Monday, 3 July 2017

I “Used To” Think I Was a Good Fisherman

This past weekend I had the pleasure of fishing in FL (Tampa Bay area) with an experienced fly fisherman and friend Ken Anderson on his sweet ‘Hells Bay Professional’ technical poling skiff.

He told me that he was going to primarily be fly fishing and that I soon too would be sold on this method of angling. Being that I have never fly fished and am just beginning to master the art of inshore fishing on conventional rod and reel, I wasn’t quite sure he’d sell me on the idea.

I “Used To” Think I Was a Good Fisherman

It wasn’t long after we got on the water that Ken began to make me a believer in this challenging, yet rewarding method of fishing. When we spoke the day before about the Florida fishing trip he asked me if I knew how to pole?

I didn’t quite know how to answer the question because I had personally owned a flats boat in the past with a poling platform and had indeed used it to pole the flats to locate fish. I definitely didn’t want to let Ken down and surely didn’t want him to change his mind about taking me fishing so I told him, ‘Sure I know how to pole! I didn’t know there was a school or instructional academy for such a thing’.

Hind sight being 20/20, I know understand exactly why he asked me this question. Saltwater fly fishing in Florida is all about sight fishing. The purpose of poling is to be able to stealthily stalk a fish that the person poling helps you spot from his elevated location on the boat. The person poling must maintain the perfect distance that strategically keeps you from spooking the fish and also allows you to stay within effective casting range. This is NOT an easy feat if you combine this with the task of being the eyes for the person you’re poling for.

We were fishing a mangrove line and I was way too concerned with where I was placing the pole for optimal leverage over the direction of the boat along with being overly careful not to hit the pole on anything on the boat that would scare the fish off that might have been laying under the mangroves. The result was poor Ken having to site the fish for himself while patiently waiting for me to get my bearings on how to steer the boat effectively. Sorry Ken, I promise I’ll get better with more practice! While watching Ken fly fish, I began to see the incredible presentation a fly offers in the water.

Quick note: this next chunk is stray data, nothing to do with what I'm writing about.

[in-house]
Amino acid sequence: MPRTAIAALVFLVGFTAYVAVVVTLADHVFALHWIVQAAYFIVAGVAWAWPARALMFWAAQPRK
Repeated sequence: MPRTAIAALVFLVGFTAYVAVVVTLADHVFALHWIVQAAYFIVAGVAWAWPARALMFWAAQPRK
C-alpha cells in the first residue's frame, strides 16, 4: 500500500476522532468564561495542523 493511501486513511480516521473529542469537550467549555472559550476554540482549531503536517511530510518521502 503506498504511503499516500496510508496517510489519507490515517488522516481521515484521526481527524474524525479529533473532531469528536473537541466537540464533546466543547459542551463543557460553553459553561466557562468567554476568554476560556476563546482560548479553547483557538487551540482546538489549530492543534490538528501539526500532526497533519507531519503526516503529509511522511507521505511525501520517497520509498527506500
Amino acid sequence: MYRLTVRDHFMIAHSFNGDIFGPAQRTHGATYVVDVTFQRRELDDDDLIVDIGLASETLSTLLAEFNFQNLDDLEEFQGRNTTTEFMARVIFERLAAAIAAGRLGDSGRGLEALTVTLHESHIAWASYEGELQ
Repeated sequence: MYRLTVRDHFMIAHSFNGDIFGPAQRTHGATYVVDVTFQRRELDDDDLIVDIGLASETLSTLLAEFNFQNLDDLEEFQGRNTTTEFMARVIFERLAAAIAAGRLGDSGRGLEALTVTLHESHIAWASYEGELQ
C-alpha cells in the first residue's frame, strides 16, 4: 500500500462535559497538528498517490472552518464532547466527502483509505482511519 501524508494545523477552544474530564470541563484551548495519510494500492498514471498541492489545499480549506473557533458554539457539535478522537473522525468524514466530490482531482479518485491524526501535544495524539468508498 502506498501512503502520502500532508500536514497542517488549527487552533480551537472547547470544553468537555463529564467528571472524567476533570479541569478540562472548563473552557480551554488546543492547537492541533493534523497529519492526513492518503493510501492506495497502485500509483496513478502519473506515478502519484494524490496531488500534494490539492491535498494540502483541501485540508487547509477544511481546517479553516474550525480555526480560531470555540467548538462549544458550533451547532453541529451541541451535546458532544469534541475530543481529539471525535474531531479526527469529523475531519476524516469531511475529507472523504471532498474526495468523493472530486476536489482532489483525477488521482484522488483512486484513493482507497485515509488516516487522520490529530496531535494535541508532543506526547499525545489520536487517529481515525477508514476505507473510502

I always thought the fly just landed on the top of the water and you waited for the fish to inhale it from underneath. The particular fly Ken was working is called a ‘schminnow’ and actually sank slowly and allowed for realistic action as he slowly retrieved it. The goal while we worked this mangrove line was to spot a snook and land a fly right in front of its face. The strategy being that as Ken slowly retrieved the fly, it would coax the snook out of its hiding under the mangroves and we could watch it inhale the bait start to finish. This sounds easy in theory, but then there’s casting to take into consideration! Casting a fly is an art.

I would say it’s comparable to poetry in motion because it involves so many moving parts all working fluently together. As you work the rod tip back in forth in air, you also have to pull the line tight in order to achieve the tension needed to gain momentum and propel the lure an effective distance. If you’ve always fished conventional like I have, you’ll quickly notice this is a VERY un-natural motion in comparison to what you’re used to when casting. Ken was nice enough to give me a quick lesson, but I struggled the entire time. This simply isn’t something that you pick up over night.

I understood his instructions conceptually, but my bodies muscle memory was flawed from casting conventional lures for so many years. You might be able to learn to open a cast net perfectly in a day while practicing in your front yard, but I think casting a fly is something that the best fishermen continually improve on throughout their entire lives. Making your own fly’s is an art too. Ken showed me several of the flys in his arsenal and explained that some worked the top of the water column while others suspended/sank in the water column as you slowly retrieve them. Imagine how rewarding it would be to see a 40+ inch snook inhale a lure that you made with your own bare hands, ingenuity and imagination.

After reading this article you’re probably thinking to yourself, ‘that sure does sound like a LOT of work for a fish’. Truthfully that’s exactly what this kind of fishing offers; the ultimate angling challenge. It’s a leveling of the playing field between you and the fish that rewards you with an indescribable sense of accomplishment that can only be achieved through ingenuity, stealth and a lot of skill. Fly fishing is what separates the best inshore anglers from the rest of the pack.


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